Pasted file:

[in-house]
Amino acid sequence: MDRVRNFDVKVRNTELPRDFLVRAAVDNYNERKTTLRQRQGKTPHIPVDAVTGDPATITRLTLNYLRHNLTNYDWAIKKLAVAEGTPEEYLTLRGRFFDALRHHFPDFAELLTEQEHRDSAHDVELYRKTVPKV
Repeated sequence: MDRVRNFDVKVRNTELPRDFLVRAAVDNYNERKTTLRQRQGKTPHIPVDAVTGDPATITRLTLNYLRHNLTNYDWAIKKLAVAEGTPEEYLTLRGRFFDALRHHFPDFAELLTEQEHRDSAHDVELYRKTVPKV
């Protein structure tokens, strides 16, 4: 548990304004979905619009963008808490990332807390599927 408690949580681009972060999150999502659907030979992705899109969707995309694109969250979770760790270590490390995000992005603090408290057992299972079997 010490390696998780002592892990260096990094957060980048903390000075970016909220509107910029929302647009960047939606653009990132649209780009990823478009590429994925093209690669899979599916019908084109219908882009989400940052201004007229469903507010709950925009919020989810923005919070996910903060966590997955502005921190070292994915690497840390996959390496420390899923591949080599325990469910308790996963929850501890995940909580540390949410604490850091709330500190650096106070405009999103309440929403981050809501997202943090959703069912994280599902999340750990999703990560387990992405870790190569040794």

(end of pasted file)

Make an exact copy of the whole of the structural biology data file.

[in-house]
Amino acid sequence: MDRVRNFDVKVRNTELPRDFLVRAAVDNYNERKTTLRQRQGKTPHIPVDAVTGDPATITRLTLNYLRHNLTNYDWAIKKLAVAEGTPEEYLTLRGRFFDALRHHFPDFAELLTEQEHRDSAHDVELYRKTVPKV
Repeated sequence: MDRVRNFDVKVRNTELPRDFLVRAAVDNYNERKTTLRQRQGKTPHIPVDAVTGDPATITRLTLNYLRHNLTNYDWAIKKLAVAEGTPEEYLTLRGRFFDALRHHFPDFAELLTEQEHRDSAHDVELYRKTVPKV
């Protein structure tokens, strides 16, 4: 548990304004979905619009963008808490990332807390599927 408690949580681009972060999150999502659907030979992705899109969707995309694109969250979770760790270590490390995000992005603090408290057992299972079997 010490390696998780002592892990260096990094957060980048903390000075970016909220509107910029929302647009960047939606653009990132649209780009990823478009590429994925093209690669899979599916019908084109219908882009989400940052201004007229469903507010709950925009919020989810923005919070996910903060966590997955502005921190070292994915690497840390996959390496420390899923591949080599325990469910308790996963929850501890995940909580540390949410604490850091709330500190650096106070405009999103309440929403981050809501997202943090959703069912994280599902999340750990999703990560387990992405870790190569040794």